At the Mercy of the Bootstraps Barbershop Chorus | An Excerpt from Notes for the Everlost

Sharing is the antidote.

Notes for the Everlost

Irene messaged me a few months after her son Oliver had died of SIDS, another episode in our ongoing conversation from one continent to the other. Looking for you today. I hope you don’t mind.

Oh! Are you okay love?

No, but I’m getting used to it now and don’t expect it to be any different for the next while. The biggest thing for me is the anger at people who are being jerks. Even those close to me. I can’t shake it off. It’s exhausting. How are you?

I still feel that way sometimes. It’s softer now than it used to be, but when I talk about it (rare these days) it triggers everything all over again. When I remember how someone called Liam a “gynecological mishap,” it’s like an electrical current of anger through my body just as vivid as a decade ago. Back then I was in shock, and I didn’t have the energy to stand up for myself. But I saw it for what it was, somehow. I knew the problem wasn’t me, but them. It was a wellspring of self-protection, but it comes with some pretty painful revelations and complicated feelings. Keep talking to me. When we connect with each other, we take the power away from the jerks. That’s how you realize everything is universal. The loneliness, the dismissals. You can talk back or walk away, but either way, quietly rearrange your circle to keep allies close to you.

I feel like a bullshit magnet.

Yeah. Your reaction—naming and pointing at the jerks, even if it’s just in your head—that’s your dragons stepping up for you. That’s your wellspring.


Doesn’t matter if you give your dragons an explicit voice or not. They will stand in between the soft parts of you and the bullshit. They’ll fade when you don’t need them anymore, but they’ll never go away. They’ll always be watching. They’ll be proud when you don’t need them and instantly onside when you do.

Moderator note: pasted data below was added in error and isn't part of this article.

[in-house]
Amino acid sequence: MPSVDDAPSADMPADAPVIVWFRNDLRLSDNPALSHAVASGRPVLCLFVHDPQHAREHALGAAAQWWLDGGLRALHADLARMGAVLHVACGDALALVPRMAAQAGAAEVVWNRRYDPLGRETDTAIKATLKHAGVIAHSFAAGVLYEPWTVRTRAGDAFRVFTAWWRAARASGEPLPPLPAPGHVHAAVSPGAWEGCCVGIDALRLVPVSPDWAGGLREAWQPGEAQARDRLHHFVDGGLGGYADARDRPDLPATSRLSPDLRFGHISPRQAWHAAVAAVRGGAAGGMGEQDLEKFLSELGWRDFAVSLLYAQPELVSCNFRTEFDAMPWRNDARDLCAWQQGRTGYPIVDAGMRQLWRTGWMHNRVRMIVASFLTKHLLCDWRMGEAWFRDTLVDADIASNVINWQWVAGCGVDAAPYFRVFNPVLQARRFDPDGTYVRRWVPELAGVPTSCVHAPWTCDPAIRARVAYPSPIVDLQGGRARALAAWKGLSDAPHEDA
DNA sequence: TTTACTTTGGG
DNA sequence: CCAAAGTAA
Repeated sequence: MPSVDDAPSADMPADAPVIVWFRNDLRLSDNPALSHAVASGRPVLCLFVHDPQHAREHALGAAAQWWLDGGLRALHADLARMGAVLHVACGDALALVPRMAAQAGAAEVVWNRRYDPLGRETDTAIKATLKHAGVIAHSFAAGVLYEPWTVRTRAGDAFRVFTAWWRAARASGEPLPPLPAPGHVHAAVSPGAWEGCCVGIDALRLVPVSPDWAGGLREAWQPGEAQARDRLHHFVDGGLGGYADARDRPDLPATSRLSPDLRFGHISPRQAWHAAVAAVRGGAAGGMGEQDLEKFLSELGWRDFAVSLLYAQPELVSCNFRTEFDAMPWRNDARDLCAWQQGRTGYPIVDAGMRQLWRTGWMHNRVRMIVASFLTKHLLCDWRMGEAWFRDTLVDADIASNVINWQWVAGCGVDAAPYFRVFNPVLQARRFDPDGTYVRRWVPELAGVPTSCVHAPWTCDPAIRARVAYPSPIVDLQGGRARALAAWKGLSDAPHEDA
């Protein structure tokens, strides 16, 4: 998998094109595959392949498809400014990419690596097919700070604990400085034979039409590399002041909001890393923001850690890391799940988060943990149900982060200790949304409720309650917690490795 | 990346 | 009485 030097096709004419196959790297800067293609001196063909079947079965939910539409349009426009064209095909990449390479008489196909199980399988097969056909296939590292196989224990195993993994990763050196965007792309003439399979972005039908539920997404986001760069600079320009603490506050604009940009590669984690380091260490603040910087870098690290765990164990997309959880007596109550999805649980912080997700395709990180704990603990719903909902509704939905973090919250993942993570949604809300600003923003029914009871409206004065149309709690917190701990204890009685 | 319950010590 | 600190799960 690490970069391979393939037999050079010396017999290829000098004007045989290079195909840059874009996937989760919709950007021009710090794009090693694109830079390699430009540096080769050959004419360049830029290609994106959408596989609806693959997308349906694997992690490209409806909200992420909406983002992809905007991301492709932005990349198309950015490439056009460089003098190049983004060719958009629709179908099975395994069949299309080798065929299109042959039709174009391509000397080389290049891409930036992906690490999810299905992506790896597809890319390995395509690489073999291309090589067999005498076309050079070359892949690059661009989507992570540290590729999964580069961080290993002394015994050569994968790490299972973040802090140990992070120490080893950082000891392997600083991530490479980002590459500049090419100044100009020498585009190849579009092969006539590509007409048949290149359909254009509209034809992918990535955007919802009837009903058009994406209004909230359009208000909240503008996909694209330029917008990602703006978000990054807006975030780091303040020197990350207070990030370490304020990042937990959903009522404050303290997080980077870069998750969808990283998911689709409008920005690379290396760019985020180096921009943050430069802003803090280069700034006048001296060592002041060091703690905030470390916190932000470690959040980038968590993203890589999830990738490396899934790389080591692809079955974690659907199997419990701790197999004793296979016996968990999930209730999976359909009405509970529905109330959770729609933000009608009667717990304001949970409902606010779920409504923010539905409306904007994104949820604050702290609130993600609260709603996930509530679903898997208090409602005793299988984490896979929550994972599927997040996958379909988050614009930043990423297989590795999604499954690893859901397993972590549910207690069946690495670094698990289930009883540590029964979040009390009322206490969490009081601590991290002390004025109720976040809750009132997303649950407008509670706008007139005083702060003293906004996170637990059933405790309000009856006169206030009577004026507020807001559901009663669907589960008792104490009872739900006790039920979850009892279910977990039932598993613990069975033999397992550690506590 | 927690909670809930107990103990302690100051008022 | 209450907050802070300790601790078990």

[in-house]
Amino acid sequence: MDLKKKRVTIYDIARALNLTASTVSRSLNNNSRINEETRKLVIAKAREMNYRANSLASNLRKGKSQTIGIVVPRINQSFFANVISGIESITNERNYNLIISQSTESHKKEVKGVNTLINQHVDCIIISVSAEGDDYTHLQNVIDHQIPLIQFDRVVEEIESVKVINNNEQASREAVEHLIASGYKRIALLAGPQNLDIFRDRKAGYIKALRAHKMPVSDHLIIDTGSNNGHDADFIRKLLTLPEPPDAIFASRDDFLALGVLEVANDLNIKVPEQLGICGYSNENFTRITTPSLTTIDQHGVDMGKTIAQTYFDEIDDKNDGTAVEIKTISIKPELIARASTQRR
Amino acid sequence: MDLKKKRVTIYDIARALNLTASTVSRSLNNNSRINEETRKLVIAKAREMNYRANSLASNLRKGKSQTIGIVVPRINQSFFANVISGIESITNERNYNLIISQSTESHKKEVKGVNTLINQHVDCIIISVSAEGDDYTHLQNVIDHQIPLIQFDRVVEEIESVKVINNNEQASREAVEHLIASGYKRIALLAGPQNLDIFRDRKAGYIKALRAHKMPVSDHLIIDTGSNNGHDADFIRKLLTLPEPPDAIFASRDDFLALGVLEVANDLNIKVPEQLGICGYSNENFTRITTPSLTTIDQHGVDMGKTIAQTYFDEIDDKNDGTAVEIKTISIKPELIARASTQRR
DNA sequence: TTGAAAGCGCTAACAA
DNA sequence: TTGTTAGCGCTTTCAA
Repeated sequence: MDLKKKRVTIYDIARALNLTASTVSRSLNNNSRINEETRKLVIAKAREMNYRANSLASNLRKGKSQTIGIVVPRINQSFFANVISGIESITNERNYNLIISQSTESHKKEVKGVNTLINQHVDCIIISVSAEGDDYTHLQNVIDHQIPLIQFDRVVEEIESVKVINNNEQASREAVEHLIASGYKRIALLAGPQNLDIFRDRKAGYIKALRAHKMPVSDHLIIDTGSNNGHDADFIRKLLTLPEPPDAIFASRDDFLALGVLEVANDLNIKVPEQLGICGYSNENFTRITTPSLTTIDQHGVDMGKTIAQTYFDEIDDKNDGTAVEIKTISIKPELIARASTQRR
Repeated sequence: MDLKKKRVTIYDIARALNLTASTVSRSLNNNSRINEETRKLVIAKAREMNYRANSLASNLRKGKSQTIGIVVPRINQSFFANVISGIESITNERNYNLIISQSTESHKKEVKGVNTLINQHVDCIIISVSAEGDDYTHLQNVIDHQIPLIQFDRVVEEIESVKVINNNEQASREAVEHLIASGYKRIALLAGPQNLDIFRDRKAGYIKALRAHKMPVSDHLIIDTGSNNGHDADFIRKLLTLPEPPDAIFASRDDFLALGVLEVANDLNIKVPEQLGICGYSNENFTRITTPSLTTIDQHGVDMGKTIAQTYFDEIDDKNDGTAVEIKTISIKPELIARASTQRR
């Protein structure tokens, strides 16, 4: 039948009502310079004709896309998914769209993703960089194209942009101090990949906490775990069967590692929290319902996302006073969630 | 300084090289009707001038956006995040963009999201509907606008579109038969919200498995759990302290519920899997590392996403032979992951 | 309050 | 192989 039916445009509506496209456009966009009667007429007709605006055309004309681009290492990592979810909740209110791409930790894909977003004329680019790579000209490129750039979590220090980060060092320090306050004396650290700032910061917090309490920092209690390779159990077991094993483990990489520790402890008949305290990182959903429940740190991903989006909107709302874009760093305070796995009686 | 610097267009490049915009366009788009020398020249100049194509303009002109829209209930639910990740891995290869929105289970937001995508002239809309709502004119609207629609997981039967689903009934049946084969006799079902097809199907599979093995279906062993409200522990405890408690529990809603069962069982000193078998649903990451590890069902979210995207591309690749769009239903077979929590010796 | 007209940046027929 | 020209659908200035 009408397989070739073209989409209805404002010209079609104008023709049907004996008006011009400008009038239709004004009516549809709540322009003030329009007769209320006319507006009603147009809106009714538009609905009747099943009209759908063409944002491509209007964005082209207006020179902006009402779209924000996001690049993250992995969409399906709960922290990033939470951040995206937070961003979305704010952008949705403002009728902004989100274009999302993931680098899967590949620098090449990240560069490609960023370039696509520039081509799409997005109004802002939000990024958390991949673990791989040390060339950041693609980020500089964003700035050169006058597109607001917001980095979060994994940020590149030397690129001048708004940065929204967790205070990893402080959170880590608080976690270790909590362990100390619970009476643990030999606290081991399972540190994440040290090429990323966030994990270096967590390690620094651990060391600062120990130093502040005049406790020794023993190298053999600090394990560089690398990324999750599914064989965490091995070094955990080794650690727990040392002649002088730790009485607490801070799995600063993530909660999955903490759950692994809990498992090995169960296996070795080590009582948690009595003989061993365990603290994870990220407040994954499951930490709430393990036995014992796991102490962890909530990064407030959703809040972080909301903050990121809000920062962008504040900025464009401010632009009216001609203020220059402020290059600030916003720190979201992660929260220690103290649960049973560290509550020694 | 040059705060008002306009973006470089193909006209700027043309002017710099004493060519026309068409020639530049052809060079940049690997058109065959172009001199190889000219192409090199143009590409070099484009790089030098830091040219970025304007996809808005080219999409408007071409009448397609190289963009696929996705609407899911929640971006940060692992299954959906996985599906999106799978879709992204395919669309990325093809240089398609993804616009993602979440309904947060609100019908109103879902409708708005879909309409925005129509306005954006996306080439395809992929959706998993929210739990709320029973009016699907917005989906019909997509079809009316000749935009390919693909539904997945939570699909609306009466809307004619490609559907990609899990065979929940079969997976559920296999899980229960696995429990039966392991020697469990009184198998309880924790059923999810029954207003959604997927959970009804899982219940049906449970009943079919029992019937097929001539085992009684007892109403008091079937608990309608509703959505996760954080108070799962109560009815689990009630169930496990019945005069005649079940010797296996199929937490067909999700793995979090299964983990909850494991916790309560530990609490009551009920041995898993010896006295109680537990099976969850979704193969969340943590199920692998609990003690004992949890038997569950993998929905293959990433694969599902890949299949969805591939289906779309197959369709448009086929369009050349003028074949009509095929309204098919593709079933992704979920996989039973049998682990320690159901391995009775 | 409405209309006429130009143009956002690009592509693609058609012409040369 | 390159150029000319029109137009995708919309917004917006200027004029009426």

. . . . . . . .

What is it about the death of a baby that either brings all the bullshit out of the woodwork or inspires otherwise decent people to say bullshitty things? It’s a phenomenon.

I have a vested interest and will therefore snap her out of this, they think. Then out it comes. Paraphrased: Look at the Millers, the family with the daughter who lives in the bubble for her immune sys­tem. Or the Robinsons with the alcoholic and the foreclosure. You’re not the only one in the world who hurts, you know. Stop dwelling. Think of all the people around you who need you to be uplifting. Be like so-and-so with the Down syndrome boy. She’s always so positive.

My only regret, in hindsight, is that I’d sit there with my mouth hanging open, flies buzzing in and out like Homer Simpson at the control panel of a nuclear power plant. It was too much to unpack. I went outside myself, observing from some other place, as detached as I could be. It was bizarre, but thank god, I knew it at the time. With my mouth hanging open, I’d think What that person just said is sociopathically awful.

The corrective/punitive stuff would come from people beset with forcibly submerged pain on the inside, a tidy spit-polish on the outside, and an aggressive commitment to keeping it that way. I was a threat to be neutralized. Turning me proper—sweeping the unmentionable under rugs, like Kleenex draped over a garbage heap (Nothing to see here, folks)—would have been proof of everything being in its place, with no place for me as I was.

If you’re going to be a Coper—not one of those Non-Copers—you should just forget it. So-and-so did. She doesn’t even remember. She never complains, because she’s great. She’s optimistic! You should be like her. You should be strong enough to pretend it never happened.

Homer Simpson . . . buzzing flies.